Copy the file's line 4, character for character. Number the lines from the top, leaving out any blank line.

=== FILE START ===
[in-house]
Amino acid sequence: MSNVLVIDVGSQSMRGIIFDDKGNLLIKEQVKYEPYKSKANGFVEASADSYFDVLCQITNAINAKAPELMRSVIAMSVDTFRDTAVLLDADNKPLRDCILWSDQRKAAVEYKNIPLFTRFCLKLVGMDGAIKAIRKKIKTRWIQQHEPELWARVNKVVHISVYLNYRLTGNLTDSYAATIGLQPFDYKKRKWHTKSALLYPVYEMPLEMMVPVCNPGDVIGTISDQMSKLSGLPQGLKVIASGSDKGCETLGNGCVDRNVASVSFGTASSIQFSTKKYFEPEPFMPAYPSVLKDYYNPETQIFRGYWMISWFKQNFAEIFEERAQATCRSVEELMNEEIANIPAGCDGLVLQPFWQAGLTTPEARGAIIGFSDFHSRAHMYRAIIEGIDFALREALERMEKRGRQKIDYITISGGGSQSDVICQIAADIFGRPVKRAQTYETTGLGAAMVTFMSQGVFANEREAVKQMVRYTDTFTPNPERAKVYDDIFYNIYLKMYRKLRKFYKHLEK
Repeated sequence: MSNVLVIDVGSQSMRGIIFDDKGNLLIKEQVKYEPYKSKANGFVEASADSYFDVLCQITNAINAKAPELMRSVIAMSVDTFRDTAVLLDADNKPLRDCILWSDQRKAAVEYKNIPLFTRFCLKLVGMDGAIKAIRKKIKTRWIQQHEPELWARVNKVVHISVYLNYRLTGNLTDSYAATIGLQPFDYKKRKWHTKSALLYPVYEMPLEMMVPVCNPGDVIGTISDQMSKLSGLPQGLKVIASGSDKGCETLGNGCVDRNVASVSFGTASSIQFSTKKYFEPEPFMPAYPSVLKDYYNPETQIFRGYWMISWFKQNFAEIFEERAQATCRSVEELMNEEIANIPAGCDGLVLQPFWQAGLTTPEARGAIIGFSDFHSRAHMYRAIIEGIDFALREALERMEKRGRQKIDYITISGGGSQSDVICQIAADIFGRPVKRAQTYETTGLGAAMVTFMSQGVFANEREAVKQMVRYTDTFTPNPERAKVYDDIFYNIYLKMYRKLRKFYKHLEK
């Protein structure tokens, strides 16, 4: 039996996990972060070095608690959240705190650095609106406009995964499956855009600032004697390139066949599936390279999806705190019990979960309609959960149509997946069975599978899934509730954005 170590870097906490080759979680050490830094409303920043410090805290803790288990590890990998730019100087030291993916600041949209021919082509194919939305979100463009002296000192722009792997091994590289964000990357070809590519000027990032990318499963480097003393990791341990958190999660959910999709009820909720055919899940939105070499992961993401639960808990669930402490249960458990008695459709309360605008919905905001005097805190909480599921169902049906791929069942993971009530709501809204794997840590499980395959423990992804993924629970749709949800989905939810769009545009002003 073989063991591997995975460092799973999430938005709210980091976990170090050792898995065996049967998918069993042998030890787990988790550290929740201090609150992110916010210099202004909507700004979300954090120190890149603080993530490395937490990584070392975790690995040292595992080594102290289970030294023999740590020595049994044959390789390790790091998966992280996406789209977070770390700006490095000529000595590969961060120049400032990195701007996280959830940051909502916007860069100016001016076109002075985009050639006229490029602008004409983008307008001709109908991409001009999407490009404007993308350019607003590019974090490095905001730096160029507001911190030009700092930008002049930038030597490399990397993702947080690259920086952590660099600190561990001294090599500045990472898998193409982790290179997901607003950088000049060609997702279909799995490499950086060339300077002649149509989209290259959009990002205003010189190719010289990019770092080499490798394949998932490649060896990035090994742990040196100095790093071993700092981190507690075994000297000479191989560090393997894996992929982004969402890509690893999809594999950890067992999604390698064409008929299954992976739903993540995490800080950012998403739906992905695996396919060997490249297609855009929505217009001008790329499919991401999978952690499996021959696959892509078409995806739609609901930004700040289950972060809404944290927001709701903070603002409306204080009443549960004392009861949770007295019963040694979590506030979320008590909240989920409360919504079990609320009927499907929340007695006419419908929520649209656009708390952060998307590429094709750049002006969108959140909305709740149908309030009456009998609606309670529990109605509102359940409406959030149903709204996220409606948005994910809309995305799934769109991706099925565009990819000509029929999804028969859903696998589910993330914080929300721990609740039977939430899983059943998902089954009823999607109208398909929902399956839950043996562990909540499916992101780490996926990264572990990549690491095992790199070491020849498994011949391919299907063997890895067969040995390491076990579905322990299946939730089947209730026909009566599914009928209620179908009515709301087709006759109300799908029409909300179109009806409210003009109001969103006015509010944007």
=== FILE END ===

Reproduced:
């Protein structure tokens, strides 16, 4: 039996996990972060070095608690959240705190650095609106406009995964499956855009600032004697390139066949599936390279999806705190019990979960309609959960149509997946069975599978899934509730954005 170590870097906490080759979680050490830094409303920043410090805290803790288990590890990998730019100087030291993916600041949209021919082509194919939305979100463009002296000192722009792997091994590289964000990357070809590519000027990032990318499963480097003393990791341990958190999660959910999709009820909720055919899940939105070499992961993401639960808990669930402490249960458990008695459709309360605008919905905001005097805190909480599921169902049906791929069942993971009530709501809204794997840590499980395959423990992804993924629970749709949800989905939810769009545009002003 073989063991591997995975460092799973999430938005709210980091976990170090050792898995065996049967998918069993042998030890787990988790550290929740201090609150992110916010210099202004909507700004979300954090120190890149603080993530490395937490990584070392975790690995040292595992080594102290289970030294023999740590020595049994044959390789390790790091998966992280996406789209977070770390700006490095000529000595590969961060120049400032990195701007996280959830940051909502916007860069100016001016076109002075985009050639006229490029602008004409983008307008001709109908991409001009999407490009404007993308350019607003590019974090490095905001730096160029507001911190030009700092930008002049930038030597490399990397993702947080690259920086952590660099600190561990001294090599500045990472898998193409982790290179997901607003950088000049060609997702279909799995490499950086060339300077002649149509989209290259959009990002205003010189190719010289990019770092080499490798394949998932490649060896990035090994742990040196100095790093071993700092981190507690075994000297000479191989560090393997894996992929982004969402890509690893999809594999950890067992999604390698064409008929299954992976739903993540995490800080950012998403739906992905695996396919060997490249297609855009929505217009001008790329499919991401999978952690499996021959696959892509078409995806739609609901930004700040289950972060809404944290927001709701903070603002409306204080009443549960004392009861949770007295019963040694979590506030979320008590909240989920409360919504079990609320009927499907929340007695006419419908929520649209656009708390952060998307590429094709750049002006969108959140909305709740149908309030009456009998609606309670529990109605509102359940409406959030149903709204996220409606948005994910809309995305799934769109991706099925565009990819000509029929999804028969859903696998589910993330914080929300721990609740039977939430899983059943998902089954009823999607109208398909929902399956839950043996562990909540499916992101780490996926990264572990990549690491095992790199070491020849498994011949391919299907063997890895067969040995390491076990579905322990299946939730089947209730026909009566599914009928209620179908009515709301087709006759109300799908029409909300179109009806409210003009109001969103006015509010944007």